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https://www.theodysseyonline.com/cleveland-caucasians

 

  1. Racist to Native culture

A common belief is that the name originated to pay tribute to a Native American named Louis Sockalexis, who briefly played for the Cleveland Spiders and died of a heart attack at age 41. In 1920, the Indians had lost another one of their own; Ray Chapman, who was hit by a baseball in the left temple, and died 12 hours later, being the only player in history to die from an accident on the field. Cleveland Indians organization has been under constant scrutiny and criticism by those claiming the logo was racist and inconsiderate. The logo was given the title “Chief Wahoo”, and was altered several times; each version being relatively short lived until 1951, when the iconic cartoon Indian with a red face and protruding feather made its debut.

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  1. Legal action may take place

The efforts of the indigenous activists to seek the legal action on the issue to order the ban of the Cleveland Indians from wearing uniforms that bear the name and the logo of chief wahoo as they play was brought to play. Despite the efforts of these activists to stop the use of the logo, the court denied the request of Douglas Cardinal to issue an order to ban broadcasting of the name and the logo until the human rights complaints are presented (Miller, 2002). Nevertheless, they were happy as they had elevated the nations well as the global awareness of the issue. As mentioned by the leader of the activists, Cardinal that they are optimistic that being that the issue has been presented to the court, action will be taken on the Cleveland baseball team, as well as recognize the harm that the team’s racist name and logo would cause (Hemmer, 2008).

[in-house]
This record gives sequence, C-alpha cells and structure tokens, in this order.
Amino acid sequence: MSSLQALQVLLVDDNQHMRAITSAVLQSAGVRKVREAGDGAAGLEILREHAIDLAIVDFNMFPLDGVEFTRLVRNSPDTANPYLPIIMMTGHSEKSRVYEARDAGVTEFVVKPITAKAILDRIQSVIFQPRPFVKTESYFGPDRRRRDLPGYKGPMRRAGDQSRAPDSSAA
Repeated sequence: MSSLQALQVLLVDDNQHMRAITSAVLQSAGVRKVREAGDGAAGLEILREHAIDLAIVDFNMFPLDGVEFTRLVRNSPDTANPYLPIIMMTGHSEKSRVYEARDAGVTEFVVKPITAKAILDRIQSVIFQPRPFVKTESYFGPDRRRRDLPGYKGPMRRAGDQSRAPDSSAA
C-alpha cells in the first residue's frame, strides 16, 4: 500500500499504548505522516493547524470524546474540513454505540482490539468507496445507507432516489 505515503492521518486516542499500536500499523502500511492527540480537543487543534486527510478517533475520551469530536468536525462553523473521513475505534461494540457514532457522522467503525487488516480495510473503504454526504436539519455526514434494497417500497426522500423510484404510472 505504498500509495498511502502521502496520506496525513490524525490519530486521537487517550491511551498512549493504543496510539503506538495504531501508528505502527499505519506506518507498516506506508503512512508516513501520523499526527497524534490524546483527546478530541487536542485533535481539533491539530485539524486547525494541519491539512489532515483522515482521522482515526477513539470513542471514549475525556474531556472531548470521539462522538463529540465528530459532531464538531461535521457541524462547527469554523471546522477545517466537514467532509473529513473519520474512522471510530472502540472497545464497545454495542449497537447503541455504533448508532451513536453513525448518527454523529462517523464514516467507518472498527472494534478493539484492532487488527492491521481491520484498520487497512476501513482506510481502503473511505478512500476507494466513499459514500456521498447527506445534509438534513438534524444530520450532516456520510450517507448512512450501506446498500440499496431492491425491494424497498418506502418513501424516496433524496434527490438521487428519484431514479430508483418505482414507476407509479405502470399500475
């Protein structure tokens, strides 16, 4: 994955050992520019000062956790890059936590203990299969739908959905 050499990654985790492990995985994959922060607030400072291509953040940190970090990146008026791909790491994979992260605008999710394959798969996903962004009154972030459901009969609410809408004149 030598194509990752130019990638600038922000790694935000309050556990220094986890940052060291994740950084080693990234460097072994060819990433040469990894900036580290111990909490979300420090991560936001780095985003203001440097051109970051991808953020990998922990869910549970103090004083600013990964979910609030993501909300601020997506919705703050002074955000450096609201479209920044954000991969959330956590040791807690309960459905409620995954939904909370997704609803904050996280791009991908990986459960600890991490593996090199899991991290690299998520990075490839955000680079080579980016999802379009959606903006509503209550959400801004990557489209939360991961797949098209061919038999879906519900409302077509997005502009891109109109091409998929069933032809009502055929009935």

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  1. History before Chief Wahoo

Baseball has been an extremely prevalent sport and source of entertainment in Cleveland since the 18th century, making its professional debut in 1869 when the league was founded in Cincinnati, Ohio. Since then, Cleveland baseball has been through a variety of league and name changes including; “Forest Cities”, “Blues”, “Spiders”, and “Infants”. In 1901, Cleveland was established as a major league franchise while going by “Cleveland Infants” or “babes” owned by a coal baron named Charley Somers.